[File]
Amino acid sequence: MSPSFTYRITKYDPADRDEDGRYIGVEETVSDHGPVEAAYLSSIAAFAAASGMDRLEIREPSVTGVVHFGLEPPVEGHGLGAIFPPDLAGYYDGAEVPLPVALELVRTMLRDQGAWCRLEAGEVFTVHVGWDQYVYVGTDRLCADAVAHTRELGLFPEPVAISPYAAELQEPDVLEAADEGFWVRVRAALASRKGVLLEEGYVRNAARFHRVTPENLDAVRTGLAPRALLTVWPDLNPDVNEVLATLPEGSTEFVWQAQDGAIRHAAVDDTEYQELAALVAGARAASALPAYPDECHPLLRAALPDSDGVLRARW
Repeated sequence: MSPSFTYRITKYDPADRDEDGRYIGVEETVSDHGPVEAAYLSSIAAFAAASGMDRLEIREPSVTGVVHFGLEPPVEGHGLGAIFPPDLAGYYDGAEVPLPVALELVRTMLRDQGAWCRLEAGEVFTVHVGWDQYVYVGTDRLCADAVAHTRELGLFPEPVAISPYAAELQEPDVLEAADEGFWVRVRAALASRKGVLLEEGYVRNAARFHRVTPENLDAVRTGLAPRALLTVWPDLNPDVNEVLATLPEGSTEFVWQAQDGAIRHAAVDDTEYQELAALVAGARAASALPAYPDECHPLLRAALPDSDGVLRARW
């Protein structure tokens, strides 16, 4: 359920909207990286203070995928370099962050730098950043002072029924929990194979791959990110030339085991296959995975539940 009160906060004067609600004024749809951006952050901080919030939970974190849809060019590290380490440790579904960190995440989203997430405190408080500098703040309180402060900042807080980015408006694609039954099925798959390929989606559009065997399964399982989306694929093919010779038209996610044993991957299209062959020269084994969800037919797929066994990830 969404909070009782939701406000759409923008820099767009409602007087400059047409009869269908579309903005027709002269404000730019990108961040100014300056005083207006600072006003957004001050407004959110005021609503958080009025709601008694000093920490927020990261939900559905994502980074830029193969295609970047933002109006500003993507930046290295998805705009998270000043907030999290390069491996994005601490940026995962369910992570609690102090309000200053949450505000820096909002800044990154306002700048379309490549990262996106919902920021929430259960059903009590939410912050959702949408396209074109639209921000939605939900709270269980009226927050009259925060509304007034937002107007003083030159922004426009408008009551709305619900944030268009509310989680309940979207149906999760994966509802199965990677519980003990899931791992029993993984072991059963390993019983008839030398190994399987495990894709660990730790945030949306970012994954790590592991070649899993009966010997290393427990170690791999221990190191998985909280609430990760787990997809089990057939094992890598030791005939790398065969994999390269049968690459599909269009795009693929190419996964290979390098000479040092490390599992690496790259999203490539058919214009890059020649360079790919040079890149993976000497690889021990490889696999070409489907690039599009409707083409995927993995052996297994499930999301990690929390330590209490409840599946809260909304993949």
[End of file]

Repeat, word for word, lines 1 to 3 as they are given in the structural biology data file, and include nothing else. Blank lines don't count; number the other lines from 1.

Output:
Amino acid sequence: MSPSFTYRITKYDPADRDEDGRYIGVEETVSDHGPVEAAYLSSIAAFAAASGMDRLEIREPSVTGVVHFGLEPPVEGHGLGAIFPPDLAGYYDGAEVPLPVALELVRTMLRDQGAWCRLEAGEVFTVHVGWDQYVYVGTDRLCADAVAHTRELGLFPEPVAISPYAAELQEPDVLEAADEGFWVRVRAALASRKGVLLEEGYVRNAARFHRVTPENLDAVRTGLAPRALLTVWPDLNPDVNEVLATLPEGSTEFVWQAQDGAIRHAAVDDTEYQELAALVAGARAASALPAYPDECHPLLRAALPDSDGVLRARW
Repeated sequence: MSPSFTYRITKYDPADRDEDGRYIGVEETVSDHGPVEAAYLSSIAAFAAASGMDRLEIREPSVTGVVHFGLEPPVEGHGLGAIFPPDLAGYYDGAEVPLPVALELVRTMLRDQGAWCRLEAGEVFTVHVGWDQYVYVGTDRLCADAVAHTRELGLFPEPVAISPYAAELQEPDVLEAADEGFWVRVRAALASRKGVLLEEGYVRNAARFHRVTPENLDAVRTGLAPRALLTVWPDLNPDVNEVLATLPEGSTEFVWQAQDGAIRHAAVDDTEYQELAALVAGARAASALPAYPDECHPLLRAALPDSDGVLRARW
């Protein structure tokens, strides 16, 4: 359920909207990286203070995928370099962050730098950043002072029924929990194979791959990110030339085991296959995975539940 009160906060004067609600004024749809951006952050901080919030939970974190849809060019590290380490440790579904960190995440989203997430405190408080500098703040309180402060900042807080980015408006694609039954099925798959390929989606559009065997399964399982989306694929093919010779038209996610044993991957299209062959020269084994969800037919797929066994990830 969404909070009782939701406000759409923008820099767009409602007087400059047409009869269908579309903005027709002269404000730019990108961040100014300056005083207006600072006003957004001050407004959110005021609503958080009025709601008694000093920490927020990261939900559905994502980074830029193969295609970047933002109006500003993507930046290295998805705009998270000043907030999290390069491996994005601490940026995962369910992570609690102090309000200053949450505000820096909002800044990154306002700048379309490549990262996106919902920021929430259960059903009590939410912050959702949408396209074109639209921000939605939900709270269980009226927050009259925060509304007034937002107007003083030159922004426009408008009551709305619900944030268009509310989680309940979207149906999760994966509802199965990677519980003990899931791992029993993984072991059963390993019983008839030398190994399987495990894709660990730790945030949306970012994954790590592991070649899993009966010997290393427990170690791999221990190191998985909280609430990760787990997809089990057939094992890598030791005939790398065969994999390269049968690459599909269009795009693929190419996964290979390098000479040092490390599992690496790259999203490539058919214009890059020649360079790919040079890149993976000497690889021990490889696999070409489907690039599009409707083409995927993995052996297994499930999301990690929390330590209490409840599946809260909304993949």